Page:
Computational creativity and the future of AI

Cells

Leader cells, shown here in fluorescent green, rush to the site of a wound with the follow...

When you cut on your finger or scrape your knee, cells rush to the wound and repair or replace the damaged tissue. But how exactly this works – in particular how certain cells become "leaders" in the process – has long been a mystery. Now researchers at the University of Arizona (UA) have identified the mechanisms that cause and regulate this collective cell migration. Armed with this knowledge, biomedical engineers will be able to design new tissue regeneration treatments for diabetes and heart disease as well as for slowing or stopping the spread of cancer.  Read More

3D Cell Explorer scanned this digitally 'stained' cancer cell, offering researchers a new ...

Swiss company Nanolive has created 3D Cell Explorer, a new technology that creates vibrantly detailed 3D holograms of living cells on the nanometric scale. Created through combining 3D imagery with digital staining, the new microscope offers researchers and hospitals a novel tool to non-invasively peer inside living cells almost in real time, opening up new areas of biological research.  Read More

 Researchers have found one of the underlying processes of skin-based immunity (Photo: Shu...

The skin is the body's first line of defense against infection, with an extensive network of skin-based immune cells responsible for detecting the presence of foreign invaders. However, in addition to pathogens, an immune response can be triggered by allergens or even our own cells, resulting in unwanted inflammation and allergies. Researchers have now shed new light on the way the immune system in our skin works, paving the way for future improvements in tackling infections, allergies and autoimmune diseases.  Read More

Duke University researchers claim to be the first to grow contracting human muscle tissue ...

Researchers working at Duke University’s Pratt School of Engineering claim to have produced a laboratory first by having grown human muscle tissue that contracts and reacts to stimuli. Electrical pulses, biochemical signals and pharmaceuticals have all been used to produce reactions in the tissue that show it behaves in the same way that natural human muscles does. As a result, laboratory grown tissue may soon provide researchers with the ability to study diseases and assess drugs without invasive procedures on human subjects.  Read More

A compound known as (+)-SJ733 has shown promise in tackling the spread of malaria (Photo: ...

Though recent research has given hope to the anti-malaria cause, the deadly disease still claims more than half a million lives each year. A study led by researchers at St Jude Children's Research Hospital in Memphis suggests that a certain compound results in the body's immune system treating malaria-infected cells the same way it does aging red blood cells, leading to the parasite becoming undetectable in mice within 48 hours.  Read More

Artist's rendering of synthetic platelets that mimic, and outperform, natural platelets (I...

The skin is the body's first line of defense against infection. And when this barrier is broken, or an internal organ is ruptured, it is the process of coagulation, or clotting, which relies largely on blood cells called platelets, that seals the breach and stems the flow of blood. Researchers at UC Santa Barbara have now synthesized nanoparticles that mimic the form and function of platelets, but can do more than just accelerate the body's natural healing processes.  Read More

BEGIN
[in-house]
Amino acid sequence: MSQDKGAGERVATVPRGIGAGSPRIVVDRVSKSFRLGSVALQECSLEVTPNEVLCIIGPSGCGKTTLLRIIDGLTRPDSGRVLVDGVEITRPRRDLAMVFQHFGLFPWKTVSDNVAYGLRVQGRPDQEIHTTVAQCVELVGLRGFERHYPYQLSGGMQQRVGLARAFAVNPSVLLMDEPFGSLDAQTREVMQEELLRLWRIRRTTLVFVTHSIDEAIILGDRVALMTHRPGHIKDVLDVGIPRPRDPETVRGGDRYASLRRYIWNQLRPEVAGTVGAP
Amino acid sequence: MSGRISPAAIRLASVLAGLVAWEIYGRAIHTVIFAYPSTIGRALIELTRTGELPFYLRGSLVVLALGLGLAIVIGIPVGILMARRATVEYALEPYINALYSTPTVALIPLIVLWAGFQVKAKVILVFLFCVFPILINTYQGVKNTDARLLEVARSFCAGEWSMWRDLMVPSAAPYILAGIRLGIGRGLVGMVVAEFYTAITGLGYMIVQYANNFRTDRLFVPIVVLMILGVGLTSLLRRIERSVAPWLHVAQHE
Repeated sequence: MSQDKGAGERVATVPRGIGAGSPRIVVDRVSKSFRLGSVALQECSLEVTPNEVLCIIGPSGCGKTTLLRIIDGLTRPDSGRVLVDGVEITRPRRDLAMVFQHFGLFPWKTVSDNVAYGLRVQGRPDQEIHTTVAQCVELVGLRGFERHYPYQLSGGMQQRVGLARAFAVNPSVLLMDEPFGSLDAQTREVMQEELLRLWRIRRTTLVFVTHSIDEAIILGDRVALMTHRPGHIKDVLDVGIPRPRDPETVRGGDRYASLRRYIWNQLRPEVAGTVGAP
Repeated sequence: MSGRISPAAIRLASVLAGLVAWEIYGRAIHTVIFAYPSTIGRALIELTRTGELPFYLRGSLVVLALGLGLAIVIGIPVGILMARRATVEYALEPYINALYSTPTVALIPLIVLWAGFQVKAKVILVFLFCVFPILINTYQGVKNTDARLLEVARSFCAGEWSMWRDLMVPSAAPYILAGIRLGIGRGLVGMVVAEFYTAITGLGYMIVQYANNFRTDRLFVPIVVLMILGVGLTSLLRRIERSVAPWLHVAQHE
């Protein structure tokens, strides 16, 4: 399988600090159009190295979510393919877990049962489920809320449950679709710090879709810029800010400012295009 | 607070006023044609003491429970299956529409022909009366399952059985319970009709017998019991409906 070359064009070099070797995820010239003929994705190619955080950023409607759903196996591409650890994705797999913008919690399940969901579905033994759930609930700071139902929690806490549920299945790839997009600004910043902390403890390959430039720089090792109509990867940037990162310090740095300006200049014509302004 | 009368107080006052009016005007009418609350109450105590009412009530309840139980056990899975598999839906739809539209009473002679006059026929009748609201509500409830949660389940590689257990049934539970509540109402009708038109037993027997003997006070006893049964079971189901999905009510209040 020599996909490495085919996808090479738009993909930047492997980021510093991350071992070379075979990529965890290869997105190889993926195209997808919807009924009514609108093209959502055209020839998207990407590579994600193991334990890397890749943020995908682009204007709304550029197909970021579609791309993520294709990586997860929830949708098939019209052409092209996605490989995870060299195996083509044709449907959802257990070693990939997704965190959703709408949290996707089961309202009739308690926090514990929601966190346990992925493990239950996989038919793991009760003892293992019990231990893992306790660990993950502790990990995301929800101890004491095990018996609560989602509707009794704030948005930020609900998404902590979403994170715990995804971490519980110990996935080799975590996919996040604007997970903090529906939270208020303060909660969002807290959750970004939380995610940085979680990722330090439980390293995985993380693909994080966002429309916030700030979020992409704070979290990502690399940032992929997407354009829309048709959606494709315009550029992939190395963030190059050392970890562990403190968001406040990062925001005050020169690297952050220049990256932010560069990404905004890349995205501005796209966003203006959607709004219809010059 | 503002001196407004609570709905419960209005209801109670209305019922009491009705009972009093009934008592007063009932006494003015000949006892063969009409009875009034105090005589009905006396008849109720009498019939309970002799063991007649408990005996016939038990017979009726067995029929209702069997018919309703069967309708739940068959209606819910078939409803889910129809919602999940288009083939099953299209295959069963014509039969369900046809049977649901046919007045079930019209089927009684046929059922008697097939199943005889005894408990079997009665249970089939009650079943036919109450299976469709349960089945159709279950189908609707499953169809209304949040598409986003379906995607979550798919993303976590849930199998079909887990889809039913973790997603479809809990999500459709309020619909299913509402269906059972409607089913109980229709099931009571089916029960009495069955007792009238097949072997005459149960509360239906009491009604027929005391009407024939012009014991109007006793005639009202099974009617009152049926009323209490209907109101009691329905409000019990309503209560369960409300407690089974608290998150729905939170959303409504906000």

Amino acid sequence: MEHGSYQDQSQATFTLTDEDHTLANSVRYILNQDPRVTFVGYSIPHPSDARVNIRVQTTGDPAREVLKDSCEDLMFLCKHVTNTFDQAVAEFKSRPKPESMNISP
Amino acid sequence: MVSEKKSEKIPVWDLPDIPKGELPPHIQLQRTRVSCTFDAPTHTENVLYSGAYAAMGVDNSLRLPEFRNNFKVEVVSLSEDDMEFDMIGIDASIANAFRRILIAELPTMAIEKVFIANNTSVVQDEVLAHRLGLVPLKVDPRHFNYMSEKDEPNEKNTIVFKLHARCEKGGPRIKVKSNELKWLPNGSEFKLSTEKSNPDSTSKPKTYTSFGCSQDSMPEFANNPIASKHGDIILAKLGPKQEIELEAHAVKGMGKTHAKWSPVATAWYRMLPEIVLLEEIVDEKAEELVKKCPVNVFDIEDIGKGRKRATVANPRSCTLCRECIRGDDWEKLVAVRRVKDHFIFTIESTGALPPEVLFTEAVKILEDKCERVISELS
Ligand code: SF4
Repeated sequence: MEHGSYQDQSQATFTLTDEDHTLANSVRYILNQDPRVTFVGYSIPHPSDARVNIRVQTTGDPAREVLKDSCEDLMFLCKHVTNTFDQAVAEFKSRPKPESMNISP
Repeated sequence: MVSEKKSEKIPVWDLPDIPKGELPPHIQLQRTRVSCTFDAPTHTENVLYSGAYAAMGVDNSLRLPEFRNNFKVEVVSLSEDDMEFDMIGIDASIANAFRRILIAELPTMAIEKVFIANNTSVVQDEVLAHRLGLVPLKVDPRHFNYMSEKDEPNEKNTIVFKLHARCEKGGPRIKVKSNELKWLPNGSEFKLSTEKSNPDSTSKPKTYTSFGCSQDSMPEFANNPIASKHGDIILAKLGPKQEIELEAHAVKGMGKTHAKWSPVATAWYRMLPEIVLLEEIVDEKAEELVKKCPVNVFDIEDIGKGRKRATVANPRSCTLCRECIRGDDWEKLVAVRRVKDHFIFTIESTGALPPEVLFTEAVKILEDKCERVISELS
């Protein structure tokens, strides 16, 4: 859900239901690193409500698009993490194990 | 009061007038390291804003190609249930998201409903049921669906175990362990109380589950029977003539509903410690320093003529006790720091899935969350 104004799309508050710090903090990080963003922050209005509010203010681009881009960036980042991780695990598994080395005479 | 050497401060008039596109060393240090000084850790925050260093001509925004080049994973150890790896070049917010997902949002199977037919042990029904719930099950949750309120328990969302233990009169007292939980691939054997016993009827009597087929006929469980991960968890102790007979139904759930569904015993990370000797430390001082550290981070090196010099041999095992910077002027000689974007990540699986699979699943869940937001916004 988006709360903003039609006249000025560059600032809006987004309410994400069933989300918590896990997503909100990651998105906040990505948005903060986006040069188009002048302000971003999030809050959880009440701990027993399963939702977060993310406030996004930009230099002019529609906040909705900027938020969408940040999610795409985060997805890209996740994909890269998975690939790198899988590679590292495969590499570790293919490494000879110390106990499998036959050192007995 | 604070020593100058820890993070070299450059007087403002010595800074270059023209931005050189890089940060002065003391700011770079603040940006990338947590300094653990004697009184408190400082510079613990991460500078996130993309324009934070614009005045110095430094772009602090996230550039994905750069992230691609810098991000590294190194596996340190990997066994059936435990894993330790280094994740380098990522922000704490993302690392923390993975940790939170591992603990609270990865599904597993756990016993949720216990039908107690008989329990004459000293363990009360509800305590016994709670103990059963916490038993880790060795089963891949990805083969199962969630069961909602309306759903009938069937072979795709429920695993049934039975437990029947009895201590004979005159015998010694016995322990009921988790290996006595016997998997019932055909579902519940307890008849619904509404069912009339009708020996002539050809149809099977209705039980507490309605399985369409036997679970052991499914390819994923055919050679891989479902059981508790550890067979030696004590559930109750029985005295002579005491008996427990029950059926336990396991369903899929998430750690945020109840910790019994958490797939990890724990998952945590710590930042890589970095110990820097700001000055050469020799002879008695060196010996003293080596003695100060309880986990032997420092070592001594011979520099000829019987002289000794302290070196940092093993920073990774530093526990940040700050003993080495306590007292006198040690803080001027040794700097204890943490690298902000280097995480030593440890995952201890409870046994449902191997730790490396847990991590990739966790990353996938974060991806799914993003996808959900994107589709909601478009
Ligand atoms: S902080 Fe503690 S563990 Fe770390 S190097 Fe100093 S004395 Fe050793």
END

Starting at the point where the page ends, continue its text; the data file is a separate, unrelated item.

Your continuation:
Johns Hopkins engineers have developed a device that provides new insights into how  cance...

There is not a lot known about how exactly tumor cells travel to different parts of the body to form secondary cancers, a process known as metastasis. But now engineers from John Hopkins University have created a device that is offering an entirely new perspective, allowing researchers an up-close look at the cells as they spread and potentially unearthing new methods of treatment.  Read More

The microwalkers consist of a pair of particles, one of which has magnetic properties and ...

Ever wonder how a germ knows where to attack the body or how a white blood cell knows where to counter attack? How bacteria find food? Or how cells organize themselves to close a wound? How can something so simple do things so complex? A team of MIT researchers is seeking the answers as they develop "microwalkers" – microscopic machines that can move unguided across the surface of a cell as they seek out particular areas.  Read More

Scientists at Washington University in St Louis have devised a method for reprogramming hu...

Few diseases are as terrifying as Huntington's, an inherited genetic disorder that gradually saps away at sufferers' muscle control and cognitive capacity until they die (usually some 20 or so years after initial symptoms). But scientists at Washington University School of Medicine may have provided a new glimmer of hope by converting human skin cells (which are much more readily available than stem cells) directly into a specific type of brain cell that is affected by Huntington's.  Read More

A new treatment has allowed Darek Fidyka to take his first steps after being paralyzed fro...

In 2010, Darek Fidyka was paralyzed from the chest down as a result of a knife attack that left an 8 mm gap in his spinal column. Now surgeons in Poland, working in collaboration with scientists in London, have given Fidyka the ability to walk again thanks to a new procedure using transplanted cells from his olfactory bulbs.  Read More

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